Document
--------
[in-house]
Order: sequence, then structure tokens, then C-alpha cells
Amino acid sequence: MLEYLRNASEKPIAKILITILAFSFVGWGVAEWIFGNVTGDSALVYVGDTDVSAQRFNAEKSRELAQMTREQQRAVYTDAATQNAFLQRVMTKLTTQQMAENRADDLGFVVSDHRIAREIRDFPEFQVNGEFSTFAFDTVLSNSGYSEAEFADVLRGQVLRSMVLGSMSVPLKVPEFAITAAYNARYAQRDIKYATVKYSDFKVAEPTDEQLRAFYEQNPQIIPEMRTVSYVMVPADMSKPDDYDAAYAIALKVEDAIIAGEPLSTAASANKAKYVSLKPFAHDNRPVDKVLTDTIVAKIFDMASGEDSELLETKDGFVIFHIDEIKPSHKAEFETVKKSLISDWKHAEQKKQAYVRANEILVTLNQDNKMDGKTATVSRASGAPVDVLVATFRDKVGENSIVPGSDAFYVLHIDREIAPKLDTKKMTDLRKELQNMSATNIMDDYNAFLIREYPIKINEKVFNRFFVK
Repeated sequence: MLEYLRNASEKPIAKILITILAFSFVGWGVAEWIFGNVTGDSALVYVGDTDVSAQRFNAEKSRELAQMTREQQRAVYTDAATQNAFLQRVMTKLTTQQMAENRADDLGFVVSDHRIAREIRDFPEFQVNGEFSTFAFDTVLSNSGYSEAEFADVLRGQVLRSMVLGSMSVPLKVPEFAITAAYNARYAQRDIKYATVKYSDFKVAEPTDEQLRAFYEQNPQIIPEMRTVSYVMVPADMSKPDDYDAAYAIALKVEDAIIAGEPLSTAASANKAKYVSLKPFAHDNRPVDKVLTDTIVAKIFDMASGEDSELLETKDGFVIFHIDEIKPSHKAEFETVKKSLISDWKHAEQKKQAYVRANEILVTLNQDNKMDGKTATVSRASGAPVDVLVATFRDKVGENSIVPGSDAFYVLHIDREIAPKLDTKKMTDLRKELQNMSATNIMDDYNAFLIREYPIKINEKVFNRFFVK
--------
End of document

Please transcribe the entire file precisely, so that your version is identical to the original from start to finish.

[in-house]
Order: sequence, then structure tokens, then C-alpha cells
Amino acid sequence: MLEYLRNASEKPIAKILITILAFSFVGWGVAEWIFGNVTGDSALVYVGDTDVSAQRFNAEKSRELAQMTREQQRAVYTDAATQNAFLQRVMTKLTTQQMAENRADDLGFVVSDHRIAREIRDFPEFQVNGEFSTFAFDTVLSNSGYSEAEFADVLRGQVLRSMVLGSMSVPLKVPEFAITAAYNARYAQRDIKYATVKYSDFKVAEPTDEQLRAFYEQNPQIIPEMRTVSYVMVPADMSKPDDYDAAYAIALKVEDAIIAGEPLSTAASANKAKYVSLKPFAHDNRPVDKVLTDTIVAKIFDMASGEDSELLETKDGFVIFHIDEIKPSHKAEFETVKKSLISDWKHAEQKKQAYVRANEILVTLNQDNKMDGKTATVSRASGAPVDVLVATFRDKVGENSIVPGSDAFYVLHIDREIAPKLDTKKMTDLRKELQNMSATNIMDDYNAFLIREYPIKINEKVFNRFFVK
Repeated sequence: MLEYLRNASEKPIAKILITILAFSFVGWGVAEWIFGNVTGDSALVYVGDTDVSAQRFNAEKSRELAQMTREQQRAVYTDAATQNAFLQRVMTKLTTQQMAENRADDLGFVVSDHRIAREIRDFPEFQVNGEFSTFAFDTVLSNSGYSEAEFADVLRGQVLRSMVLGSMSVPLKVPEFAITAAYNARYAQRDIKYATVKYSDFKVAEPTDEQLRAFYEQNPQIIPEMRTVSYVMVPADMSKPDDYDAAYAIALKVEDAIIAGEPLSTAASANKAKYVSLKPFAHDNRPVDKVLTDTIVAKIFDMASGEDSELLETKDGFVIFHIDEIKPSHKAEFETVKKSLISDWKHAEQKKQAYVRANEILVTLNQDNKMDGKTATVSRASGAPVDVLVATFRDKVGENSIVPGSDAFYVLHIDREIAPKLDTKKMTDLRKELQNMSATNIMDDYNAFLIREYPIKINEKVFNRFFVK